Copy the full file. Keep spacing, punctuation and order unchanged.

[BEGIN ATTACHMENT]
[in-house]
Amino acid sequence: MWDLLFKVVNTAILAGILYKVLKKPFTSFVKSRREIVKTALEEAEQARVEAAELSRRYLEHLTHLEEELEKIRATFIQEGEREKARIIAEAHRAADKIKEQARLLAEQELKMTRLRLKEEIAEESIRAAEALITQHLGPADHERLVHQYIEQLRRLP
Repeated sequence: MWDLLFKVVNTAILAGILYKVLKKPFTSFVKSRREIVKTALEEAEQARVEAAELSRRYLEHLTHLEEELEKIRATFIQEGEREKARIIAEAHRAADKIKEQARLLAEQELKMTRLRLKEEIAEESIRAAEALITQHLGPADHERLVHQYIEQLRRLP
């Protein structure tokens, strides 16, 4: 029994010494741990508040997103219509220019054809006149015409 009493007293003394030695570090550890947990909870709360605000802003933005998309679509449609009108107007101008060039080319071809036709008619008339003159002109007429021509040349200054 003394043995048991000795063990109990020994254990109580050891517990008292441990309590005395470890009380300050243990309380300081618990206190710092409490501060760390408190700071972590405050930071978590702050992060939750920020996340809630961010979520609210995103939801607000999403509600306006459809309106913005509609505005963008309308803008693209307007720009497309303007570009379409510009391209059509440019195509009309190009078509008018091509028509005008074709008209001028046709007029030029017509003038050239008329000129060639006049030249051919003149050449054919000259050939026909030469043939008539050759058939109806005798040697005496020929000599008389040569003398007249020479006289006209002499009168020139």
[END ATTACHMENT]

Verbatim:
[in-house]
Amino acid sequence: MWDLLFKVVNTAILAGILYKVLKKPFTSFVKSRREIVKTALEEAEQARVEAAELSRRYLEHLTHLEEELEKIRATFIQEGEREKARIIAEAHRAADKIKEQARLLAEQELKMTRLRLKEEIAEESIRAAEALITQHLGPADHERLVHQYIEQLRRLP
Repeated sequence: MWDLLFKVVNTAILAGILYKVLKKPFTSFVKSRREIVKTALEEAEQARVEAAELSRRYLEHLTHLEEELEKIRATFIQEGEREKARIIAEAHRAADKIKEQARLLAEQELKMTRLRLKEEIAEESIRAAEALITQHLGPADHERLVHQYIEQLRRLP
């Protein structure tokens, strides 16, 4: 029994010494741990508040997103219509220019054809006149015409 009493007293003394030695570090550890947990909870709360605000802003933005998309679509449609009108107007101008060039080319071809036709008619008339003159002109007429021509040349200054 003394043995048991000795063990109990020994254990109580050891517990008292441990309590005395470890009380300050243990309380300081618990206190710092409490501060760390408190700071972590405050930071978590702050992060939750920020996340809630961010979520609210995103939801607000999403509600306006459809309106913005509609505005963008309308803008693209307007720009497309303007570009379409510009391209059509440019195509009309190009078509008018091509028509005008074709008209001028046709007029030029017509003038050239008329000129060639006049030249051919003149050449054919000259050939026909030469043939008539050759058939109806005798040697005496020929000599008389040569003398007249020479006289006209002499009168020139």